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No Bull Burger Purist - Born and raised in NJ, the heart of the tri-state area and home to the oldest (and best) burger joints in the country. I don't need all the frilly toppings, happy servers or trendy decor, just a good burger...

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Friday, November 13, 2015

The 76 House Does it Again...

I've provided a brief history of the restaurant below the photos in case you are interested in "the tavern that opened it's doors before America became a country"...


Where: 
The '76 House
110 Main St, Tappan, NY 10983
(845) 359-5476
http://www.76house.com/

What:
#1 The "Thanksgiving" Turkey Baguette

#2 Home-Smoked Brisket Sandwich

Build #1 
Roasted turkey breast, chestnut stuffing and a dollop of cranberry aioli on an artisan cranberry and pecan baguette. 

Build #2
Home-smoked brisket served open-faced over Texas toast, topped with melted Gouda cheese and crispy fried onions.

Comments:

The vintage '76 House is steeped in American history. Its 18th century structure, creaky wood plank floors, and rumors of the ghost of a Revolutionary War criminal all add to the '76 House charm. It can be said that structures like the '76 House define autumn in New York State.

This is a great time of year to visit the restaurant, with the quaint surrounding neighborhood trees changing colors amid the crisp cool air, and it’s just a few miles from Sleepy Hollow, home to the Headless Horseman. 

A bowl of their onion soup smothered in melted cheese accompanied by a light snowfall are the makings for a truly comforting meal.

On to the food...

The Thanksgiving Turkey Baguette is a sandwich that you don't come by often. Its simple, rustic ingredients are nothing less than a full Thanksgiving dinner that you can hold in your hands. With its fresh ingredients and incredible bread, this sandwich is one of my all-time favorites. (Check the close-up photos below).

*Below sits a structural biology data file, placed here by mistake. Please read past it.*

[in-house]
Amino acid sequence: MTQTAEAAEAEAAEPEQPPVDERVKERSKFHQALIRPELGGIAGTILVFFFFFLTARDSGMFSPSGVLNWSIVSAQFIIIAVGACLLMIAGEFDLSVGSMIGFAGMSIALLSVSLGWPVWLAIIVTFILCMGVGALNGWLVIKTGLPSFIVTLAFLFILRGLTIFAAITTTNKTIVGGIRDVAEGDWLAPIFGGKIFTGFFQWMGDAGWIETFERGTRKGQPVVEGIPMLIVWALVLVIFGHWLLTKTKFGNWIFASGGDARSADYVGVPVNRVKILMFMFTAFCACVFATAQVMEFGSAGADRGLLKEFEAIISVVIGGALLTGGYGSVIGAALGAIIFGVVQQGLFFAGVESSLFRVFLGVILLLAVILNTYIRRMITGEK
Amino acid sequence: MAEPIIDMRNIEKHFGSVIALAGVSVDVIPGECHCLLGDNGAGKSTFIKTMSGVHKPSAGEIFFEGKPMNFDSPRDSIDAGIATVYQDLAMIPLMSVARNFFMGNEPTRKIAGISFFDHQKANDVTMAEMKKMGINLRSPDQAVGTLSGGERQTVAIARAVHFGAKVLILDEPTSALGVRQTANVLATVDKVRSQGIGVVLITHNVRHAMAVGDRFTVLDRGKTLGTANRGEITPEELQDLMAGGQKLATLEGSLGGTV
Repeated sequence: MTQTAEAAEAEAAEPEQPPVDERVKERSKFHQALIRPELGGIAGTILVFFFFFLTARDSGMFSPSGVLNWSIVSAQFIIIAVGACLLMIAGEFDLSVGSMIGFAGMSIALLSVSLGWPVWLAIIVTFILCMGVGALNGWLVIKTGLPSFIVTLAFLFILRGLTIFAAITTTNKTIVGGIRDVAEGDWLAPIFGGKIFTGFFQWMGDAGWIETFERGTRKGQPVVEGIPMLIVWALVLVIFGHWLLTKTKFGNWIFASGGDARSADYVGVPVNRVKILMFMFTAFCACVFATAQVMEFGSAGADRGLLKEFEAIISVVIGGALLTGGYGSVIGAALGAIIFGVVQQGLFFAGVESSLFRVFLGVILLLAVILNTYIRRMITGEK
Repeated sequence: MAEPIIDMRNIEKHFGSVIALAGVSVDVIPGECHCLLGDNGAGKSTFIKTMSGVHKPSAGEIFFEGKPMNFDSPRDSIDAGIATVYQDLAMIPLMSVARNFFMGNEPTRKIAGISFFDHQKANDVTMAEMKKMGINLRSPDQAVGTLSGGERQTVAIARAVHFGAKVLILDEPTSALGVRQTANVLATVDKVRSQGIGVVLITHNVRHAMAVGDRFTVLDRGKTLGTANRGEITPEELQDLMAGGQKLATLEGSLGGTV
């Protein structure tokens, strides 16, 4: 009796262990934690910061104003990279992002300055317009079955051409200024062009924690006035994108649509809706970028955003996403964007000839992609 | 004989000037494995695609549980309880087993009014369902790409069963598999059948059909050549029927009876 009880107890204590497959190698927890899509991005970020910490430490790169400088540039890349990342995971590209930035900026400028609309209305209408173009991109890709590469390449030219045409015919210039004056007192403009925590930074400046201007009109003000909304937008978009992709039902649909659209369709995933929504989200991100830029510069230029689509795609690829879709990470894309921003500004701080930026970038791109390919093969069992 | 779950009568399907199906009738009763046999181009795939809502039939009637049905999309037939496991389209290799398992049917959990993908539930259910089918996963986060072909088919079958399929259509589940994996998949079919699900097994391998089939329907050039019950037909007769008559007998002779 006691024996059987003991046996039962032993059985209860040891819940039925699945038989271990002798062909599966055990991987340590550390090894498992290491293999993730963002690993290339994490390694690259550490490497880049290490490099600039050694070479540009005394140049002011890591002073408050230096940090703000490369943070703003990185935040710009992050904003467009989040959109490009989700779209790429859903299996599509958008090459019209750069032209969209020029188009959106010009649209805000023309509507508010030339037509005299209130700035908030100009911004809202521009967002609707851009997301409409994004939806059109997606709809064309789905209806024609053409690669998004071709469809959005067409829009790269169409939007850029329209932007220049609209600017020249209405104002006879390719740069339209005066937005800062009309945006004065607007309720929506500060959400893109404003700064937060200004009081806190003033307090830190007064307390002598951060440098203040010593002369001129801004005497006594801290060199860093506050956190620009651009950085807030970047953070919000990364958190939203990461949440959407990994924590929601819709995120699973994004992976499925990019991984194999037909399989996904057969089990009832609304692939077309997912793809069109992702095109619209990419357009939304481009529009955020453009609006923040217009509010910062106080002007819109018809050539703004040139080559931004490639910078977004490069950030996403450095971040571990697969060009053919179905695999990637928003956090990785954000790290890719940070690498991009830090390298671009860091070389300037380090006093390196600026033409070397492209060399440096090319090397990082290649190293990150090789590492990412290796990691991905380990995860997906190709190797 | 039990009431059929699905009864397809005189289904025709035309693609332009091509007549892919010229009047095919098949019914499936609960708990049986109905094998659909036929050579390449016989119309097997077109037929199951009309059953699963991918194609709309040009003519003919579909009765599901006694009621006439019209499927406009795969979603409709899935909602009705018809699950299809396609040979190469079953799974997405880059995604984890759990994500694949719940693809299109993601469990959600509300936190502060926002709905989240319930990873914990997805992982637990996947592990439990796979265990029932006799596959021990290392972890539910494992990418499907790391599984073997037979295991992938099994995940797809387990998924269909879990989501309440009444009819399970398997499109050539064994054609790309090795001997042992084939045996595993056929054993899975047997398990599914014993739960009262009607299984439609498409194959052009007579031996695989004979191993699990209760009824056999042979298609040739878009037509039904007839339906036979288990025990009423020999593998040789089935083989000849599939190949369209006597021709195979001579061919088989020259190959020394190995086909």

The Home-Smoked Brisket Sandwich had awesome curb appeal, but the sauce fell short for me. Although the meat was smoked to near perfection and tender, the sauce was non-sweet vinegar-based (eastern North Carolina-type BBQ sauce), with a thin consistency and a very strong acidity to it, which actually prevented me from fully tasting the flavor of the meat. The other elements of the sandwich: frizzled onions, Gouda cheese and Texas toast, were very good and although I would have liked to have seen more melted Gouda to counteract the acidity of the sauce, I don't think a handful of cheese would have helped. Again, the ingredients of this open-faced sandwich are all perfectly matched, but the volume of the sauce needs to be turned down, way down.

On my next trip, I'll be reviewing their specialty burger, "The '76 Tavern Burger" which is a full 1/2 pound black Angus beauty smothered with caramelized onions, mushrooms, bacon and bordelaise and Swiss cheeses. 
It's such a beast, it comes with a steak knife and fork.



The "Thanksgiving" Turkey Baguette


Home-Smoked Brisket Sandwich





















































Today's outing was so interesting I've attached a brief history of The '76 House below. But this blog is first and foremost about burgers and the pursuit of finding better ones, and since this review does not include a burger, I'll leave it up to you, the reader, to decide if you have a few extra minutes to read on the background of such a cool historic tavern.

2013: My first review of The '76 House burger -

http://billcianciburgerreviews.blogspot.com/2013/11/the-76-house-tappan-ny.html



76 House Tavern History:
The oldest bar in the country was built by Dutch immigrants in 1668 and has been serving the public ever since. Because Tappan, in the Catskill Mountains just north of New York City, was an important place during the Revolutionary War, the Old ’76 House saw a number of famous guests, including George Washington himself. Its most notorious guest, however, was British spy, Major John Andre, who was jailed at the tavern and put on trial at the church across the street (he was subsequently hanged about two blocks away). This place is a must visit, not just for the history and excellent food, but also because part of the actual bar is still original. You can literally sit and drink at the same exact bar that George Washington once tipped back a few drinks of his own.